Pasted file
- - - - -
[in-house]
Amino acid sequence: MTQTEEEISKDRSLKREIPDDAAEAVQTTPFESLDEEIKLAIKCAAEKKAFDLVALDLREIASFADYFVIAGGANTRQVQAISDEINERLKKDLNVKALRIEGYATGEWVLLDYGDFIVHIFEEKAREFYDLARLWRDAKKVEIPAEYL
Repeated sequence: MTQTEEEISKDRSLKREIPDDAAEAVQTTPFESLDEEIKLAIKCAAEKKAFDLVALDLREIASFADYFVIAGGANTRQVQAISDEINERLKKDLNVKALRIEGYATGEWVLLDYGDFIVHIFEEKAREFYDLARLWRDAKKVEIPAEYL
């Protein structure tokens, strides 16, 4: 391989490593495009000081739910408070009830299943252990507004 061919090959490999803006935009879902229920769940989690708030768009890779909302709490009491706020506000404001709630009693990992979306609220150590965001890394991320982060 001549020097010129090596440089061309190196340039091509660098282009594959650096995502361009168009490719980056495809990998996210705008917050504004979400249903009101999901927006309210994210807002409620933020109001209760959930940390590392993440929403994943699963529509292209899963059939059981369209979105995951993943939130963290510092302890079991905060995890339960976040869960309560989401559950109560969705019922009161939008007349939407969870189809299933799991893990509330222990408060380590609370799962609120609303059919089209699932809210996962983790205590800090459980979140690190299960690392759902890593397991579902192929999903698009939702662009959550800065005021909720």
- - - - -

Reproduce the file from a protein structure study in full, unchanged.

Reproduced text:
[in-house]
Amino acid sequence: MTQTEEEISKDRSLKREIPDDAAEAVQTTPFESLDEEIKLAIKCAAEKKAFDLVALDLREIASFADYFVIAGGANTRQVQAISDEINERLKKDLNVKALRIEGYATGEWVLLDYGDFIVHIFEEKAREFYDLARLWRDAKKVEIPAEYL
Repeated sequence: MTQTEEEISKDRSLKREIPDDAAEAVQTTPFESLDEEIKLAIKCAAEKKAFDLVALDLREIASFADYFVIAGGANTRQVQAISDEINERLKKDLNVKALRIEGYATGEWVLLDYGDFIVHIFEEKAREFYDLARLWRDAKKVEIPAEYL
């Protein structure tokens, strides 16, 4: 391989490593495009000081739910408070009830299943252990507004 061919090959490999803006935009879902229920769940989690708030768009890779909302709490009491706020506000404001709630009693990992979306609220150590965001890394991320982060 001549020097010129090596440089061309190196340039091509660098282009594959650096995502361009168009490719980056495809990998996210705008917050504004979400249903009101999901927006309210994210807002409620933020109001209760959930940390590392993440929403994943699963529509292209899963059939059981369209979105995951993943939130963290510092302890079991905060995890339960976040869960309560989401559950109560969705019922009161939008007349939407969870189809299933799991893990509330222990408060380590609370799962609120609303059919089209699932809210996962983790205590800090459980979140690190299960690392759902890593397991579902192929999903698009939702662009959550800065005021909720």